Ospreys survive T In The Park festivities

Osprey cropped

Festival organisers get credit for ensuring rare birds are not disturbed and urge further safeguards for next year

Graham Martin's photo

14th July 2015 by Graham Martin 0 Comments

Conservationists have praised T In The Park organisers for taking steps to avoid disturbance to a pair of nesting ospreys.

There had been fears in the run up to the festival that the rare birds would be scared off by the thousands of revellers who descended on the site at Strathallan Castle in Perthshire.

The ospreys became a symbol for the battle between those who wanted the event to go ahead and those opposed to it, such as the Strathallan Action Group and green charities such as the Woodland Trust and RSPB Scotland, who raised concerns about the environmental impact.

However, fears the birds, which are heavily protected, would be adversely affected appear to be unfounded.

An RSPB Scotland spokesperson said: “The ospreys were closely monitored over the weekend and both adult birds are still present at the nest site with their chicks, and behaving normally.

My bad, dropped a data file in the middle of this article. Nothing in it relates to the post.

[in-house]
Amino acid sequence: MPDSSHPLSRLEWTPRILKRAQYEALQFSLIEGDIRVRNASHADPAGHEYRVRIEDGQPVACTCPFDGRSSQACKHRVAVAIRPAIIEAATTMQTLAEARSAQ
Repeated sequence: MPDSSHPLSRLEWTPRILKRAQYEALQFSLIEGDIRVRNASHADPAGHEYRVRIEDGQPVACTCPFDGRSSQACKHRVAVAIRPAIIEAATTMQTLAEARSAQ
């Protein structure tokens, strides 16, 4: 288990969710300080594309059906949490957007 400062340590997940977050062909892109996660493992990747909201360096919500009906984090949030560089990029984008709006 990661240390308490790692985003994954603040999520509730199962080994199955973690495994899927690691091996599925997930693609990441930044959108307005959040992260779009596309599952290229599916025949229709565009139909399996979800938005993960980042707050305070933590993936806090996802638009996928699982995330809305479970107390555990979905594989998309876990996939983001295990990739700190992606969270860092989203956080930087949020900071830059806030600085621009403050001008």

“The package of measures stipulated in the planning consent, which RSPB Scotland called for, including changes to the festival site layout, introduction of buffer zones around the nest and restrictions on activities including fireworks and lighting, all appear to have been successful in preventing disturbance to the birds. 

“However, the event isn’t completely over yet. It’s extremely important that sensitive management of the site is maintained during the clean-up operation. When this is concluded, the festival needs to be thoroughly reviewed before it can proceed in 2016.

“We look forward to seeing how we can help to improve T in the Park and how it delivers for wildlife and nature education with local schools in the future. It is hugely welcome that organiser DFC has stated a desire to be an exemplar of environmental best practice.

“It now has ample opportunity to incorporate enhancements for wildlife, both on and off site, that compensate for the environmental footprint of holding a big event like this.”